Born again believers must not think either too highly or too lowly of themselves.
"For I say, through the grace given unto me, to every man that is among you, not to think of himself more highly than he ought to think; but to think soberly, according as God hath dealt to every man the measure of faith" (Romans 12:3).
"Shall we continue in sin, that grace may abound? God forbid. How shall we, that are dead to sin, live any longer therein? Know ye not, that so many of us as were baptized into Jesus Christ were baptized into His death? Therefore we are buried with Him by baptism into death: that like as Christ was raised up from the dead by the glory of the Father, even so we also should walk in newness of life" (Romans 6:1-4).
If we succumb to the temptation to think too well of ourselves, we grieve the God who "resisteth the proud" (James 4:6). Consecrated believers in the Lord Jesus recognize that He is the source and supply all goodness in our lives, and remember His word to the disciples: "Without me, ye can do nothing" (John 15:5). Never is there a place for pride in our hearts, and never can any act of faithful obedience become a source of believing that we are, as my teen-aged daughter says, "all that, and a bag of chips" (or in my jargon, that "we are really something!").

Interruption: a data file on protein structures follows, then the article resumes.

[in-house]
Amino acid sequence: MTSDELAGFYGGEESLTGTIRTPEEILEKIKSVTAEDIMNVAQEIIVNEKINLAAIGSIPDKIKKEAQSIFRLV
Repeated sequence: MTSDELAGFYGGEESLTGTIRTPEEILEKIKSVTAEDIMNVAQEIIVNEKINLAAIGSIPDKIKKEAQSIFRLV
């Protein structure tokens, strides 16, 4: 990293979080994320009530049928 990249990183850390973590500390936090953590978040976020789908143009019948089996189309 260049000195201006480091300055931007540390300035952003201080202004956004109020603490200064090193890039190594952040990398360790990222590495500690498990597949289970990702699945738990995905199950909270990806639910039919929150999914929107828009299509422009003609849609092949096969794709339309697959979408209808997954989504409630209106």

Conversely, we must also not think too lowly of ourselves. God has already performed a profound work in our trusting spirits that has united us to the Spirit of the Lord Jesus. In the present tense, the Bible declares that we are "alive unto God," and "created in righteousness and true holiness" (Romans 6:11; Ephesians 4:24). Failure to remember these and countless other affirmations of who we are in Christ can lead to a self- pitying spiritual paralysis that conflicts with the Apostle Paul's exultation that "if any man be in Christ, he is a new creature" (II Corinthians 5:17).
Christians are to have "no confidence in the flesh." We are also to affirm that we are "not in the flesh, but in the Spirit" (Philippians 3:3; Romans 8:9). We must join Paul in affirming, "I can do all things through Christ which strengtheneth me" (Philippians 4:19). We do God no favors by failing to believe that we are mightily equipped to faithfully trust and obey Him through the Christ who so dyamically indwells us that He is our life" (Colossians 3:4). "I cannot! I can! Through Christ!" This is the sensibility of the believer who thinks neither too highly or too lowly of himself.
"I labor, striving according to His working, which worketh in me mightily."